You teach kids to be grateful by calling attention to when people show generosity, talking to them about how showing appreciation makes other people feel, and encouraging them to show appreciation to those who help them out.
10 Tips for Raising Grateful Kids
How to help kids show (and feel) appreciationen Español
Saying thank you is one of the first social rules many parents teach their children, and for good reason. We want our kids to be appreciative and not take things for granted, and learning to be grateful can improve kids’ relationships, ability to empathize, and overall happiness. If you are looking for ways to reinforce the importance of gratitude or would like to find other meaningful ways your kids can show appreciation, here are some tips:
1. Set an example
Kids learn a lot from watching their parents. Show them what it means to be grateful by offering a genuine “thank you!” to a waitress who serves your food, a helpful neighbor, someone who holds the door open for you. But don’t stop there — include your kids, too. Thanking children for doing things that are helpful, even when they are chores like putting away toys, reinforces the behavior and lets them know they’re appreciated.
2. Point out generosity
Call attention to it when people (including your kids!) do things that go beyond what’s expected — helping without being asked, being especially thoughtful, or taking extra time to do something because it’s important to someone else. Send the message that you will notice if they knock themselves out for you, or for someone else.
3. Have a talk
For some kids, especially young children or those who have trouble understanding emotions, it can help to have a talk about how showing appreciation makes other people feel. Try asking your child how they feel when people say thank you to them for doing something nice, and then how they feel when they don’t. Going over his own feelings will help them understand how his behavior affects others and make it easier for them to understand the emotional benefits of being grateful.
4. Find fun ways to say thanks
There are lots of ways to show gratitude. If your child isn’t comfortable talking to strangers or has a hard time expressing themself in writing, work together to come up with a different way for them to show their appreciation. They could try giving a smile or a thumbs up if someone holds the door, or show grandma how much they love their new coat by drawing a thank you picture (or taking a smiling selfie!) instead of writing a card.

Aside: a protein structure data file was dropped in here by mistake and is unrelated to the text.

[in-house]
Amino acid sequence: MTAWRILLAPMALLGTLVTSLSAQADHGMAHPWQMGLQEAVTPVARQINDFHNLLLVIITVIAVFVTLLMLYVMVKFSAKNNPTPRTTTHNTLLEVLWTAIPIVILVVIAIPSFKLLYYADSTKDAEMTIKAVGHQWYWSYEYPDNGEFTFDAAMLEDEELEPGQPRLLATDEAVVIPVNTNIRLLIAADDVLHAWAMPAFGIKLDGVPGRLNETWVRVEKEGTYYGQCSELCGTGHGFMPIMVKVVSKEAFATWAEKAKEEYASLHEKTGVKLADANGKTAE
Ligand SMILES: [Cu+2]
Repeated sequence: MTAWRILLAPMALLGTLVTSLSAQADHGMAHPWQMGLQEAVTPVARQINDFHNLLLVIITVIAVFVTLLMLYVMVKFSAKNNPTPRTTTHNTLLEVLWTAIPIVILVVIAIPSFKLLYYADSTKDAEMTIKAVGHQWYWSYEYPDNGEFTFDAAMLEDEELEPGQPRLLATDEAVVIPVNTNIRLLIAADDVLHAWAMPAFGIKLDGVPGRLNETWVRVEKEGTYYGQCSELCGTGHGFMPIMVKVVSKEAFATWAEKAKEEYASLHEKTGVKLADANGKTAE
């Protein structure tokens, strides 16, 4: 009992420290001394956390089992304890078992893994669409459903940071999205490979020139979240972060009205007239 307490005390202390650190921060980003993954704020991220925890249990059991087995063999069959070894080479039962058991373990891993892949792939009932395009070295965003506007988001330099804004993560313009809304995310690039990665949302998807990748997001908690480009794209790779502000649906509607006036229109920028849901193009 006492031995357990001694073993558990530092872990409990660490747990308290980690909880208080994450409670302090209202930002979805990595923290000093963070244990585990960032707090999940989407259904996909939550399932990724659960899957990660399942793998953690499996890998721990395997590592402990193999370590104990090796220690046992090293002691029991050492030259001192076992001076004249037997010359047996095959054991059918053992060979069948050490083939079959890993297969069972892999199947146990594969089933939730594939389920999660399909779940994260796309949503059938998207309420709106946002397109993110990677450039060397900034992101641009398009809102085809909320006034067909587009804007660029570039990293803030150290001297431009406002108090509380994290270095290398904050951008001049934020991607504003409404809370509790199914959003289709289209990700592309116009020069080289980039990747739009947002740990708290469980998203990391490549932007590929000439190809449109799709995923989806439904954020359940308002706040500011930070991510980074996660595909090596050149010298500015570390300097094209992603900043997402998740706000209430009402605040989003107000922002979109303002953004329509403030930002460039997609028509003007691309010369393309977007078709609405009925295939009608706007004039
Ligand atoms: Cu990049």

Encourage kids to think of people who help them, from coaches to neighbors to the local firemen, and say thanks with cookies or cupcakes. Making them and giving them are fun, and they help kids see how connected we all are.
6. Put things in perspective
Talk to your kids about those who are less fortunate. Don’t scare them, but don’t keep them in the dark either. Understanding that not everyone has the same advantages will help them develop compassion for others and gratitude for their own privileges.
7. Let kids choose
Encourage kids to turn their interests into action. Whether it’s a fundraising drive at school, a bake sale, or a run for charity, expressing their interests and using their skills for a good cause is a great way to boost their confidence and give them a chance to give back at the same time.
8. Get involved
If kids are too young to go alone or aren’t comfortable dealing with strangers solo, make giving back a family affair. Find places where you can volunteer together or let your child choose a charity to donate to. Giving and gratitude go hand in hand, and doing it as a family will bring everyone closer and help you make some great memories.
9. Make gratitude part of bedtime
When you tuck them in at night, ask your child to tell you three things they’re grateful for. Even if they’ve had a bad day it will help them—and you—end each day on a positive note.
10. Give kids credit
Be mindful of the fact that your child may have their own way of expressing gratitude, even if it doesn’t fit your expectations. Different kids communicate in different ways. For example, your child may be more comfortable giving a hug than a verbal thank you, or might show their appreciation by helping out around the house or drawing you a picture. Tuning in to your child’s unique way of being thankful will let them know that even as they’re learning new ways to give back, you see and appreciate the thoughtful person they already are.